The Legislature of Iowa, by an Act of March 13, 1874, directed the governor to certify to the Sioux City Company, in accordance with the provisions of the Act of April 20, 1866, any and all lands then held in trust for its benefit. That act, however, only required the conveyance of such of the trust lands held by the state as the company was entitled to by virtue of the act of Congress. For this reason, it is suggested, the governor did not convey the 85,457.40 acres that remained after conveying to the company the 322,412.81 acres of the 407,870.21 acres.
It was stipulated by the parties that the state has never conveyed to the Sioux City Company the lands in Dickinson and O'Brien Counties which are here in dispute and claimed by the United States.
In 1878, the Chicago, Milwaukee and St. Paul Railway Company (to be hereafter referred to as the "Milwaukee Company"), having succeeded to the rights of the McGregor Western Railroad Company, the other corporation named in the act of 1864, completed the construction of the McGregor Railroad to a point of intersection with the line of the Sioux City road at Sheldon, a town in Iowa, between Le Mars and the Minnesota line. And in 1879, the Milwaukee Company instituted a suit in the Circuit Court of the United States for the District of Iowa against the Sioux City Company and others for a decree determining the respective rights of itself and the Sioux City Company in the lands at and near the point of intersection, where the grants for the road from Sioux City to the Minnesota line and the grant to the McGregor Company necessarily came in conflict. That case came to this Court upon the appeal of the Sioux City Company, and it was here adjudged: 1. that the odd sections within the ten-mile limits of the Sioux City road, and not within the ten-mile limits although within the twenty-mile limits of the Milwaukee road, belonged exclusively to the Sioux City Company; 2. that like sections within the ten-mile limits of the Milwaukee road, and not within the ten-mile limits although within the twenty-mile limits of the Sioux City road, belonged exclusively to the Milwaukee Company; 3. that the lands
within the ten-mile limits of both roads belonged to the companies in equal undivided moieties; 4. that the lands within the twenty-mile or indemnity limits of both roads, and not within the ten-mile or absolute grant limits of either road, the title to none of which could accrue until selection was made for one road or the other, should, in view of the situation in which the title had been placed by the action of federal and state officers, be equally divided between the companies. Sioux City and St. Paul Railroad v. Chicago, Milwaukee & St. Paul Railway, 117 U. S. 406.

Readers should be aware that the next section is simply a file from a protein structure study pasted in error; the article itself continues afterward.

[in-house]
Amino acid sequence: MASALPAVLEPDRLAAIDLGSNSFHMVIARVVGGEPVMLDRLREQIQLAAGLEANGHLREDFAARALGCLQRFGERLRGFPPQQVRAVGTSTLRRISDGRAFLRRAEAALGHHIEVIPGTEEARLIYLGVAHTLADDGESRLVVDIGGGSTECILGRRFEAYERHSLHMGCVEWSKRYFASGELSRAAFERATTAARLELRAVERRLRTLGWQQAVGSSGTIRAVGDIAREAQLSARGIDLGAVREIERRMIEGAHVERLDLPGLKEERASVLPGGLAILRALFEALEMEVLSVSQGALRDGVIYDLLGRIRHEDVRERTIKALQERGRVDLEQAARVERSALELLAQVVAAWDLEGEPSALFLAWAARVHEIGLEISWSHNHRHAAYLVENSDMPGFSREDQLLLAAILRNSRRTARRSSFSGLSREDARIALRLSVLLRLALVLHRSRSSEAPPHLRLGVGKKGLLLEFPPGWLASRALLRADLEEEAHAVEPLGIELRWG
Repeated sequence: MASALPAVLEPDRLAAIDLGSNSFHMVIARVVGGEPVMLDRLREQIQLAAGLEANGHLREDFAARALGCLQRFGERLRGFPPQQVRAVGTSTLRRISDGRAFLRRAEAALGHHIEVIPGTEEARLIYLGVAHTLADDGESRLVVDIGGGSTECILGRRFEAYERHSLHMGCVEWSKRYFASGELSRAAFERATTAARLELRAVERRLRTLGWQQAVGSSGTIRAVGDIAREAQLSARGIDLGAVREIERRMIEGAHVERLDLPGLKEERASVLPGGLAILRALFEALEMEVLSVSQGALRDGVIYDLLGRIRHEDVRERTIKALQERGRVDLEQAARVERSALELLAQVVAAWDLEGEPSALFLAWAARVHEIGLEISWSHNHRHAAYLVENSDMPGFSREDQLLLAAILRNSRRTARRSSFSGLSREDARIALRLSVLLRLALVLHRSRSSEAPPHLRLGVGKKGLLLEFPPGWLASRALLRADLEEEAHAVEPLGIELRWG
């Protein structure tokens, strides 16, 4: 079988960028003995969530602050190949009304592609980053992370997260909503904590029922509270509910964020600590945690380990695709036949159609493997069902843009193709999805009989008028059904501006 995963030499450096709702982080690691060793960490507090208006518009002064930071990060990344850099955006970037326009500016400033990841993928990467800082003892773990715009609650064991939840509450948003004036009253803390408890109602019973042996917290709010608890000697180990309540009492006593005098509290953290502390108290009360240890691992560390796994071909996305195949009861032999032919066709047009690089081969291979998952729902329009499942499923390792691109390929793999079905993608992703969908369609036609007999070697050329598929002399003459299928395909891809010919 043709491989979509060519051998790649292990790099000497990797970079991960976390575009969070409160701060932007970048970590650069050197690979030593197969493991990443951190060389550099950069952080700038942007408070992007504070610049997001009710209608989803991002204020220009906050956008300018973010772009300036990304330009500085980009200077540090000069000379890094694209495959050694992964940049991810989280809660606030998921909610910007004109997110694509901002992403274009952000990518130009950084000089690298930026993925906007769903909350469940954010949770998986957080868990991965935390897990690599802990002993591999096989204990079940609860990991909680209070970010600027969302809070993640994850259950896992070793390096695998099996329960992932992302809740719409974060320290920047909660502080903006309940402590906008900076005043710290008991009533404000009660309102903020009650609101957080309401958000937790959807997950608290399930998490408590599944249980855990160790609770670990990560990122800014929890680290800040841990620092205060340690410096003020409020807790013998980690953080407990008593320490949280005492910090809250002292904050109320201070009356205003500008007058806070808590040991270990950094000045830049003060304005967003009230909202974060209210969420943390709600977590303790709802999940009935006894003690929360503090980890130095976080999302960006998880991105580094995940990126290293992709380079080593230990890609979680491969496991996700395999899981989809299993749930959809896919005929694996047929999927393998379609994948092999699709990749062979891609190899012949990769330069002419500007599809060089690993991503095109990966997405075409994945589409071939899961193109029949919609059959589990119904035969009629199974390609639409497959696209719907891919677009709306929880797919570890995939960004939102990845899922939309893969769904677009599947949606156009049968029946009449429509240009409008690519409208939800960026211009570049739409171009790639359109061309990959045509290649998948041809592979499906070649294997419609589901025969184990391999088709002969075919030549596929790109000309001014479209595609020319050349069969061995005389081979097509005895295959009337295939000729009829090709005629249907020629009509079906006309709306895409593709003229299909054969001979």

The principles of this decision were carried into a decree of partition in the circuit court. From that decree it appears that, of the 322,418.81 acres conveyed by the state under the Act of May 12, 1864, to the Sioux City Company, there remained to that corporation 280,725.29 acres after deducting the lands set apart to the Milwaukee Company.
It is necessary now to refer to certain facts in relation to the line of road which the Sioux City Company located, but never constructed, between Sioux City and Le Mars.
By an Act of Congress approved May 15, 1856 (more than eight years before the grant in aid of the construction of the road from Sioux City to the Minnesota line), a grant of lands was made to the State of Iowa to aid in the construction of a railroad from Dubuque to a point on the Missouri River at or near Sioux City. 11 Stat. 9, c. 28. This grant was accepted by an act of the Iowa Legislature approved July 14, 1856, and the lands were granted and conferred upon the Dubuque and Pacific Railroad Company, which located its line or route and filed its map of definite location with the Secretary of the Interior. Laws of Iowa, 1866, Special Session, 1, c. 1. And in 1870, that road was completed from Le Mars southwardly to Sioux City by the Iowa Falls and Sioux City Railroad Company, the successor of the Dubuque and Pacific Railroad Company.
In the year 1879, the Sioux City Company conveyed to the St. Paul and Sioux City Railroad Company (a Minnesota corporation) its roadbed, rolling stock, depots, depot grounds, and other property and franchises in connection with its railroad,